Oil prices fell Tuesday in international markets after a slight rise in the previous two trading days, pressured by an uncertain global economic outlook and a stronger dollar. A stronger dollar makes oil more expensive for holders of other currencies and usually reflects investors’ reduced appetite for risk.
The real-time oil price aggregator at 10 a.m. CET on Wednesday showed Texas WTI crude at $77.2 a barrel and North Sea Brent at $80.71 a barrel.
On the one hand, support for “stronger” oil prices is provided by the drop in crude oil stocks in the United States of America and the still-announced cuts in the production of the group of oil-producing countries OPEC+, with the export of northern Iraq, also suspended. On the other hand, reduced demand due to persistent inflation balances the market.
Investors worried about interest rates
Investors are particularly wary these days of a potential further increase in interest rates by central banks in the United States, Great Britain, and the European Union, which want to curb inflation, which slows economic growth and further reduces energy demand.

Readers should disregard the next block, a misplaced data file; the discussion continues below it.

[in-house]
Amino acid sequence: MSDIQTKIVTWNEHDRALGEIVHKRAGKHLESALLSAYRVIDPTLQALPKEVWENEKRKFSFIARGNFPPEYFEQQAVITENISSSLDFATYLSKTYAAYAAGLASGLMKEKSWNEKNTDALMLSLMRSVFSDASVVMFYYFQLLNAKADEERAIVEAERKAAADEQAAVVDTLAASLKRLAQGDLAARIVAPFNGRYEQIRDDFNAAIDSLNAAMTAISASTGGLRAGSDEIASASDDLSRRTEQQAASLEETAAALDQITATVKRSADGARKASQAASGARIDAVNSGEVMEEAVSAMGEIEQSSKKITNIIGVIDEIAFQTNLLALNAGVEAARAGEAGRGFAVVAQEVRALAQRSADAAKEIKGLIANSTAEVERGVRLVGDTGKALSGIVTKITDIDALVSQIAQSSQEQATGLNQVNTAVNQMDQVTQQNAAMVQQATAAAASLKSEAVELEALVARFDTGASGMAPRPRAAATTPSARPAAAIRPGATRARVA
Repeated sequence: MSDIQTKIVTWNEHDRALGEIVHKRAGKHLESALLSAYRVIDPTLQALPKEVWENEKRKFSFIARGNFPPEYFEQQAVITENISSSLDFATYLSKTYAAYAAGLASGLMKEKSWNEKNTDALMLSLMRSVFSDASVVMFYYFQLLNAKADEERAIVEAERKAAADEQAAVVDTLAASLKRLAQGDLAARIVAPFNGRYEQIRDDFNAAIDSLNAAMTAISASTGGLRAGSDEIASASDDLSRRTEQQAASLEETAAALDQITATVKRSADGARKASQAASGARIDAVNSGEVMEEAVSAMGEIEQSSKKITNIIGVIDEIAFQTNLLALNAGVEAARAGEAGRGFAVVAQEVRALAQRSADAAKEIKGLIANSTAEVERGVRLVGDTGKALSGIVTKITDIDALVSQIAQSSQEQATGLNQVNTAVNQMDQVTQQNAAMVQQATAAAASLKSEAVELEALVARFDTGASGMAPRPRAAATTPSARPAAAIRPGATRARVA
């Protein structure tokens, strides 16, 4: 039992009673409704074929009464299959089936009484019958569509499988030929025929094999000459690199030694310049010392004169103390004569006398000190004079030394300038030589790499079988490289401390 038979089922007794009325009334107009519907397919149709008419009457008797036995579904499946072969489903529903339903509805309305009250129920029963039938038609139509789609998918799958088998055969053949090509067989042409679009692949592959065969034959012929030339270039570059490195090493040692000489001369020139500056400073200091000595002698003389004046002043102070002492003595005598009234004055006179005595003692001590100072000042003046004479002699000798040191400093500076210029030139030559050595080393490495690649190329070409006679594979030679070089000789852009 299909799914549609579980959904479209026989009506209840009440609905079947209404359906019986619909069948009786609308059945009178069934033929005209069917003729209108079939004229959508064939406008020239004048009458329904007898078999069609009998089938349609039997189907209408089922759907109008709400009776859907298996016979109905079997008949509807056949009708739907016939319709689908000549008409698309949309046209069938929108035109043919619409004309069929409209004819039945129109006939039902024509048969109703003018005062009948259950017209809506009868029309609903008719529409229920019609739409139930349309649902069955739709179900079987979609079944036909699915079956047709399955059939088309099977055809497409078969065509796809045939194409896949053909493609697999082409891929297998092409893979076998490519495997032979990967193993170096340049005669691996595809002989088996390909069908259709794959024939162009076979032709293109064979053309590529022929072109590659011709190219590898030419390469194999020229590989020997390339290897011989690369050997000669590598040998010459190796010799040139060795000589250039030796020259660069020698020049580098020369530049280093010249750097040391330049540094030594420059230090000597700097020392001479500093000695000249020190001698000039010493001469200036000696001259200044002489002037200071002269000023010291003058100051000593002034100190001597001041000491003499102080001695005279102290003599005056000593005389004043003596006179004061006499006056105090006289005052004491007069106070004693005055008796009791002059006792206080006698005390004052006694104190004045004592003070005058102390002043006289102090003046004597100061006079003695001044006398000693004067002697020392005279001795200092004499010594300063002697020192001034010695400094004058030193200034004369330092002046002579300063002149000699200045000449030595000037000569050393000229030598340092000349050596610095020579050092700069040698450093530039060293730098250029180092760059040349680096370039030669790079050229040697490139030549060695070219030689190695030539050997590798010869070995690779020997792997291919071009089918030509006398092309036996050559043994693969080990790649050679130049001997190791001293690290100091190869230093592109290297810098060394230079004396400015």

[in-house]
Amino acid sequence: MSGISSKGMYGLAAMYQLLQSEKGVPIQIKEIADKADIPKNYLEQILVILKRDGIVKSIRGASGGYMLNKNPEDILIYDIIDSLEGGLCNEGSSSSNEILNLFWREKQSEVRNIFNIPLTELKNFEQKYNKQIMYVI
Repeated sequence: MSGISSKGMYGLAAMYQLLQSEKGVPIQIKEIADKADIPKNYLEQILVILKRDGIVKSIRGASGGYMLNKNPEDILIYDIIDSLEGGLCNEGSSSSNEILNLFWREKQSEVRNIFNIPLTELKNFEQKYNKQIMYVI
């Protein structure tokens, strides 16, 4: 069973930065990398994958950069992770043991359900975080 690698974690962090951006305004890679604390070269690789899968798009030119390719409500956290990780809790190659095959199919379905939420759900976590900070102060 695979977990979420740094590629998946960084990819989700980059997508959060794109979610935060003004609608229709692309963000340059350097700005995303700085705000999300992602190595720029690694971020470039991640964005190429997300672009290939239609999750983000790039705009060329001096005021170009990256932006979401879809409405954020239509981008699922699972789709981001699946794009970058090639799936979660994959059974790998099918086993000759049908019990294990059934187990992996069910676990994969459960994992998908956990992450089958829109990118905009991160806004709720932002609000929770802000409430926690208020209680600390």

The central banks of the three mentioned developed markets are expected to raise interest rates at the next meetings. The Fed, the Bank of England, and the European Central Bank will raise interest rates at their next meetings.
Additionally, traders are awaiting the release of data from the American Petroleum Institute industry group on US inventory levels, which, depending on the results, could weigh on prices in the short term.